This course has been very useful since I have taken, it helps to grasp a depth knowledge about negotiation as well as developed effective negotiation styles. Before I divulge my negotiation style, I thoroughly first understand all of the negotiation styles and when and how these styles should be deployed.
The word negotiation is derived from Latin and in civil law means “trading on deliberations leading to an agreement” (Benton Jr., 2014, p. 328). Effective negotiation skills involve establishing trust and building a relationship to facilitate a win-win situation. In particular, making sure that parties trust each other will help build good relationships and develop a common goal, and thus leading to a successful negotiation. From course readings, I learn these styles are not all that dissimilar from conflict resolution strategies. People and parties involved should not view the situation as a competition, where one person or party has to win and the other has to lose, rather they should look to work towards a solution or accord where both parties can have some if not all of their needs met. (Griffith& Goodwin, 2013, pg.
55). So, which style is best and which style is the worst? Like many management theories and philosophies there is no ‘best’ or ‘worst’ approach. The approach we select at particular time all of it will depend on the needs of the situation.
For instance, in my current role at workplace, I tend to employ the Collaborative (or cooperative) style because I am trying to meet the needs and goals of my client. I use other techniques like separating the people (behavior) from the content and the process when negotiating to ensure the customer gets what they need but not at the expense of me or my organization. (Griffith& Goodwin, 2013, pg. 51-52). I make every attempt to focus on the customer’s needs, not necessarily their wants or what will benefit their position. I could improve and become a more effective negotiator by generating more options, exploring objective criteria, and looking for fair solutions that would put both my clients and my organization in a Win/Win environment.This style is very often called the “Win/Win” style and can be regularly confused with the compromise style.
This is not the case however, the collaborative style is about both parties having their needs satisfied, while creating mutual value. Ideally most every negotiation would involve the collaborative style in business to business transactions (I Win, You Win); however, most negotiators are stretched thin and under time pressure, so they resort to accommodating and compromising. My perceived strengths as a negotiator include excellent interpersonal skills.
Interpersonal skills refer to the ability to maintain good communication and relationship with the parties involved in a negotiation. It includes the ability to empathize, patience, persistent, flexibility and good listening skills (Lytle). I consider myself a sensitive person and like that I can analyze non-verbal cues which consequently allows room for empathy and an attempt to understand the feelings, interests, stance, among others, of the negotiating partner. The course work provided a framework for negotiating conflict by reframing the representation of conflict as the other negotiator sees it.
In this way, it becomes possible to understand the other negotiator’s point of view and subsequently devise and propose a win/win situation for both parties. My key weakness concerns how to deal with emotions during a negotiation. During the coursework, I learned that a strong display of emotions has the potential limiting the chances of the outcome of a negotiation going your way. Therefore, it is important to avoid taking things personally and argue out a concerning matter that does not go well at some point.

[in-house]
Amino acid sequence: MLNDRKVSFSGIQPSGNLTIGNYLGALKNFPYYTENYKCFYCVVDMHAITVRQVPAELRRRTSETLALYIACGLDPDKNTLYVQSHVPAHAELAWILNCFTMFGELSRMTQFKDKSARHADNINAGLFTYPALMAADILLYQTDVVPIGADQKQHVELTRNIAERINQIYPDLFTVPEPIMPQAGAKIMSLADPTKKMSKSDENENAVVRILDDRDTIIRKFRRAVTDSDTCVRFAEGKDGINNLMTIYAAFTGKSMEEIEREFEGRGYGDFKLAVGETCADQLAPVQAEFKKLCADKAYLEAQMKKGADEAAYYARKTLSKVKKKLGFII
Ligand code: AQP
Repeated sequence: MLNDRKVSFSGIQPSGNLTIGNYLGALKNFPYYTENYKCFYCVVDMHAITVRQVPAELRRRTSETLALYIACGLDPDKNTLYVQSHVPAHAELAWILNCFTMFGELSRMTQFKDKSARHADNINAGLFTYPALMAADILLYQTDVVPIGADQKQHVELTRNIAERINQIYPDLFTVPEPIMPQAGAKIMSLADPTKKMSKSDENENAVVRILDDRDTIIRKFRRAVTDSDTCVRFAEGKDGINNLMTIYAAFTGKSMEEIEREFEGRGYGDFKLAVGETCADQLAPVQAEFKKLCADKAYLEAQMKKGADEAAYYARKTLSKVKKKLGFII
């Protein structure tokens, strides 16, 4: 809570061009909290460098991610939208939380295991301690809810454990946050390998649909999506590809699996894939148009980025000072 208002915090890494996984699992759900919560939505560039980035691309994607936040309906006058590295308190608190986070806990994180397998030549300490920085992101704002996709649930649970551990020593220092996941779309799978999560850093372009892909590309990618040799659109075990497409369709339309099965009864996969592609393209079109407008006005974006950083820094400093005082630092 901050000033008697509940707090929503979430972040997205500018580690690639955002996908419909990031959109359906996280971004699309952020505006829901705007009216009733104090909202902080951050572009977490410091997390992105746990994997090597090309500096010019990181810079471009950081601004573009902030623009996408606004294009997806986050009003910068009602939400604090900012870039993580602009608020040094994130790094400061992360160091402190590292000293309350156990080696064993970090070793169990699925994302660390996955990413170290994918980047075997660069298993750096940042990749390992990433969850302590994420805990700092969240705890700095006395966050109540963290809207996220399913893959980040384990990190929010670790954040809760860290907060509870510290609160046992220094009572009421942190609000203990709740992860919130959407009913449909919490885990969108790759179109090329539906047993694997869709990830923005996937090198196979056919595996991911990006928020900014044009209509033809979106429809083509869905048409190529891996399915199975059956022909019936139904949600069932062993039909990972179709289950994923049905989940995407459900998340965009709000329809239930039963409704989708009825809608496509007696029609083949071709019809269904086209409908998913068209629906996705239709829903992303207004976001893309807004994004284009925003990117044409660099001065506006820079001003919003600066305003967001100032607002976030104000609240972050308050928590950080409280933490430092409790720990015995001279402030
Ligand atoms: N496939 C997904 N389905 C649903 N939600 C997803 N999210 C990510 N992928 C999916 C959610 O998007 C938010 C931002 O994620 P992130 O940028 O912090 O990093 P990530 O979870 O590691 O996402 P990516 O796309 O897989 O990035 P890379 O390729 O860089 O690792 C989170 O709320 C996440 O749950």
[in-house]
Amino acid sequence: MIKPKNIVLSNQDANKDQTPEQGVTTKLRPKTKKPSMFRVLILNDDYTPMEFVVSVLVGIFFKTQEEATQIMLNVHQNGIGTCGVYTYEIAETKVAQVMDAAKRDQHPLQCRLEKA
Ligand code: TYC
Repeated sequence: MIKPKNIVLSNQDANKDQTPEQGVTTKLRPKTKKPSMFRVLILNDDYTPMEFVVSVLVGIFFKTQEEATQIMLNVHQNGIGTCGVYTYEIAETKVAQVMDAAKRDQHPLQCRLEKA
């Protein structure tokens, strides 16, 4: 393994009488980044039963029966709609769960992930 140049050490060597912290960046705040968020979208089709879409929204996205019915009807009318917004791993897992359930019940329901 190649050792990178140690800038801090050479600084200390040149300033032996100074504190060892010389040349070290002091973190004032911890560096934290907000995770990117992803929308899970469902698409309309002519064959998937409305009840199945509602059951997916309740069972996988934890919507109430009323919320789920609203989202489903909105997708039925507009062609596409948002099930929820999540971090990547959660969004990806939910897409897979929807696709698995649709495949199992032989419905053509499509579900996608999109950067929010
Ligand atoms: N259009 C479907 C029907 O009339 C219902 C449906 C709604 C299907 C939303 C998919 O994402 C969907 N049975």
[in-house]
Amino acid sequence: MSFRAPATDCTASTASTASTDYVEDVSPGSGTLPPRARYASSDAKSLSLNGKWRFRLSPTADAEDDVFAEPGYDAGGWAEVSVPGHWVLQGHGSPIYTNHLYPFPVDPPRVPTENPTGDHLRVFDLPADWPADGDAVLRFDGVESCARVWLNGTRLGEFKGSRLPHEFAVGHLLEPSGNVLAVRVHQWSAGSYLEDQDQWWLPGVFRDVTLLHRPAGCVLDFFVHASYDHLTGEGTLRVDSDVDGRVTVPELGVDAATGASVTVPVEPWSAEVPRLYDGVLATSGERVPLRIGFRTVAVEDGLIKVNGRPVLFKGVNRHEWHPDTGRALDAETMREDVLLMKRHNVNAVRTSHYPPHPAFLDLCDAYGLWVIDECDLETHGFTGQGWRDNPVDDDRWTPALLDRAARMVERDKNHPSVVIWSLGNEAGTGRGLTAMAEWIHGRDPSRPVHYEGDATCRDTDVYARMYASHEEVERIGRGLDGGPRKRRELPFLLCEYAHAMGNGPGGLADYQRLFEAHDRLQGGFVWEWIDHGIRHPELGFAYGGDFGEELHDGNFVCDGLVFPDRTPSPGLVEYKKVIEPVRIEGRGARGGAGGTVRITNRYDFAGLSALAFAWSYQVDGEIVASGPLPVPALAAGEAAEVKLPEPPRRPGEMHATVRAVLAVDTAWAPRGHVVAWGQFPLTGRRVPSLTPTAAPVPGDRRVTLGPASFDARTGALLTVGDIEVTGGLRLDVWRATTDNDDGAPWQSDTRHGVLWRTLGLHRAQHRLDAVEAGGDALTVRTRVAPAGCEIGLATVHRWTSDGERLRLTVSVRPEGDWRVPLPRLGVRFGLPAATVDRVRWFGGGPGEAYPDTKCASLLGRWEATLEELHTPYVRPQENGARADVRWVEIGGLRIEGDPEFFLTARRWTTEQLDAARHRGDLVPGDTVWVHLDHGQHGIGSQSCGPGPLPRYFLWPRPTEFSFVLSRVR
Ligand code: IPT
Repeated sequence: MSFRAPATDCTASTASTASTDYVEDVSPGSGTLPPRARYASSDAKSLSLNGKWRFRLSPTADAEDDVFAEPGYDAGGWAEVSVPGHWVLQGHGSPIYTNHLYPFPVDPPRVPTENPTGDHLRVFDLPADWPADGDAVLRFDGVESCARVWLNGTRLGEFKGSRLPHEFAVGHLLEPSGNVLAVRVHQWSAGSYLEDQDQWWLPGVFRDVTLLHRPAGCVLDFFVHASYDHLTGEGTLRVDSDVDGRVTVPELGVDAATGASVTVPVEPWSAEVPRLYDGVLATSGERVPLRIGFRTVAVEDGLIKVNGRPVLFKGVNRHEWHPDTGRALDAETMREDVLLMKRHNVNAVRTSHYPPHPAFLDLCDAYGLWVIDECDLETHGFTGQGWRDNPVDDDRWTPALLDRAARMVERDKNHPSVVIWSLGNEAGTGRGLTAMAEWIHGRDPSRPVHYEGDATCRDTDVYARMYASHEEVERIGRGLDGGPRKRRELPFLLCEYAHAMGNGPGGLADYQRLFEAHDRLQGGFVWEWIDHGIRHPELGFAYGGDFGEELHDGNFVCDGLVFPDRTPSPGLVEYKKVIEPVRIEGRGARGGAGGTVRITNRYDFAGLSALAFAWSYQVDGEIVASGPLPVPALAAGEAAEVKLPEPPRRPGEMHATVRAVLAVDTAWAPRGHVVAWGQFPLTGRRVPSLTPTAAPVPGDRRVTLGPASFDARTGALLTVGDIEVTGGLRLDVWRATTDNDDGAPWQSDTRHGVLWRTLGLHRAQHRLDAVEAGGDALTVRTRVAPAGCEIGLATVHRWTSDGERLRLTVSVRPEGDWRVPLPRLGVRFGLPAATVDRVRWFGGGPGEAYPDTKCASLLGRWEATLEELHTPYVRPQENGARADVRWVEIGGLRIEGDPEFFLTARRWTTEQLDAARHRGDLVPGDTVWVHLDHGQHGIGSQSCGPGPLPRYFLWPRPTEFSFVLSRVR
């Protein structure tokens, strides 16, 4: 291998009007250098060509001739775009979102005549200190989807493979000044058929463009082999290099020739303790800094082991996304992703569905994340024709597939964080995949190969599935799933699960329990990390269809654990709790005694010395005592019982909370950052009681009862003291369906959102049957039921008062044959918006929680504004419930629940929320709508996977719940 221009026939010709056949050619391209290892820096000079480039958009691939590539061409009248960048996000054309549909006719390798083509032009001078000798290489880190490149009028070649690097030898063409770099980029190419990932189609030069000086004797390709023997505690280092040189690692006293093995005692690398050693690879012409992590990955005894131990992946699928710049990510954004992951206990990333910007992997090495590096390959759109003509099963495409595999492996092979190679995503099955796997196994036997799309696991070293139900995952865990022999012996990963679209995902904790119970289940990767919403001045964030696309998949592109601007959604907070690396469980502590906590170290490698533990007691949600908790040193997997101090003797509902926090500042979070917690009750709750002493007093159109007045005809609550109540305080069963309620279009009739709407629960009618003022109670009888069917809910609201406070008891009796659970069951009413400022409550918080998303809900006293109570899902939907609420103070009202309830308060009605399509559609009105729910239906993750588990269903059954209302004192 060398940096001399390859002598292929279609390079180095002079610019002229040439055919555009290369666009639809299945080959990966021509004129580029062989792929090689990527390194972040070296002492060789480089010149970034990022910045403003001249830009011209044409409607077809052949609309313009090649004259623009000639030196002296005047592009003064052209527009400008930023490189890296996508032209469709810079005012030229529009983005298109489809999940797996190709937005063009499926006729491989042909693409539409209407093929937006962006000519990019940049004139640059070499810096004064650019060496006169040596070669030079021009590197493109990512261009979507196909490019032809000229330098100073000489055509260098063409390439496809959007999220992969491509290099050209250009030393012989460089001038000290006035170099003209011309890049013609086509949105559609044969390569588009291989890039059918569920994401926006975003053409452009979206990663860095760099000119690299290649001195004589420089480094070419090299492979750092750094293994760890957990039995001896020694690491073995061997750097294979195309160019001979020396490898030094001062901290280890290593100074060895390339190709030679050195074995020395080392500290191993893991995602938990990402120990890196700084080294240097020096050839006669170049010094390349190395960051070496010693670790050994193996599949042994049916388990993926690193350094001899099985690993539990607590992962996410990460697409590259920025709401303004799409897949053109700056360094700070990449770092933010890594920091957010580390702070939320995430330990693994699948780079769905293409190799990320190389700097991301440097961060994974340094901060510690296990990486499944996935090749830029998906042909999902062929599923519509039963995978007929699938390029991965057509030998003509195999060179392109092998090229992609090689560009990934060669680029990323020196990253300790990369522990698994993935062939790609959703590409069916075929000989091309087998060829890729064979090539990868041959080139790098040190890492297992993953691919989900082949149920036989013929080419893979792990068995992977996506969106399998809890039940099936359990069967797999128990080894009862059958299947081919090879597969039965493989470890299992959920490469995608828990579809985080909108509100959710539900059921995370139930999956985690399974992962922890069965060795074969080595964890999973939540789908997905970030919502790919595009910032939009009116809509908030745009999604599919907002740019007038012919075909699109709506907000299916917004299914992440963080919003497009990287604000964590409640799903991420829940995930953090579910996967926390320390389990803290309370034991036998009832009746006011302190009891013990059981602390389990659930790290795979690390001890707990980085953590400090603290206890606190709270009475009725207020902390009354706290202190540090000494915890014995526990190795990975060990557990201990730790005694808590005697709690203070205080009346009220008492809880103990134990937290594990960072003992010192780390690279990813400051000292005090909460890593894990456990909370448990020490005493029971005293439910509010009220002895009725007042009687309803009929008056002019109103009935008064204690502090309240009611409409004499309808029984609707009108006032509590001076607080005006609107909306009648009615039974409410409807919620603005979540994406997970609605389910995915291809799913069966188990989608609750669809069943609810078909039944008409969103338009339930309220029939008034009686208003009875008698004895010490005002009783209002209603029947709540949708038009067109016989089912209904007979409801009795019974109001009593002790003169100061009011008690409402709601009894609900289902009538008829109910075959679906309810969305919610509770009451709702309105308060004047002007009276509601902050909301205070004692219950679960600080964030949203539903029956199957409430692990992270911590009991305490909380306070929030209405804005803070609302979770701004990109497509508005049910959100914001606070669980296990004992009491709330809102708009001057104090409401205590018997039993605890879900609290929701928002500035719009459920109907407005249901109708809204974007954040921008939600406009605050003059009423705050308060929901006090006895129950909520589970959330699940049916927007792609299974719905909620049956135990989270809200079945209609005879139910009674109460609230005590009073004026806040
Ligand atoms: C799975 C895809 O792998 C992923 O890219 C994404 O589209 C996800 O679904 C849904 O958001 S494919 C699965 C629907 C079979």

The most important aspect of a negotiation process is the ability to possess significant knowledge regarding the process, such that you identify the tactics, rules, strategies, limitations, and so forth, which have the potential of resulting in a win/win situation. Also, a negotiation process should be aimed at achieving results while still maintaining a relationship with the other negotiating party (Helfen and Jorg, pg. 1061). This is possible if the solutions proposed have the potential in resulting in mutual gain and that the assertion of interests is presented in a manner that the other party does not feel attacked. First, I am aggressive when it comes to getting my way from negotiation.
As a negotiator, I would like to ensure that I attain significant power or status to put me in a position to influence the course of the negotiation process as well as claim the more significant share of the bargaining zone as possible. Secondly, as a negotiator, I incline myself towards observing ethical considerations to make sure that negotiation process is not prejudiced or violates the perspective of other parties. People have different ways of thinking and considering the diversity aspect helps to avoid employing ethically inappropriate strategies and behaviors. Thirdly, I possess creativity and problem-solving skills that help me address an issue of interest from different perspectives while simplifying its complexity.Finally, my negotiation behavior in which I intend to avoid in the future is being highly competitive and assertive while having low cooperativeness. During negotiations, this behavior will be evident when I dominate the talks without giving room for other people to contribute.
Therefore, I will reconstruct myself and focus on engaging every party that is present, listen, and brainstorm with them to establish a collective agreement.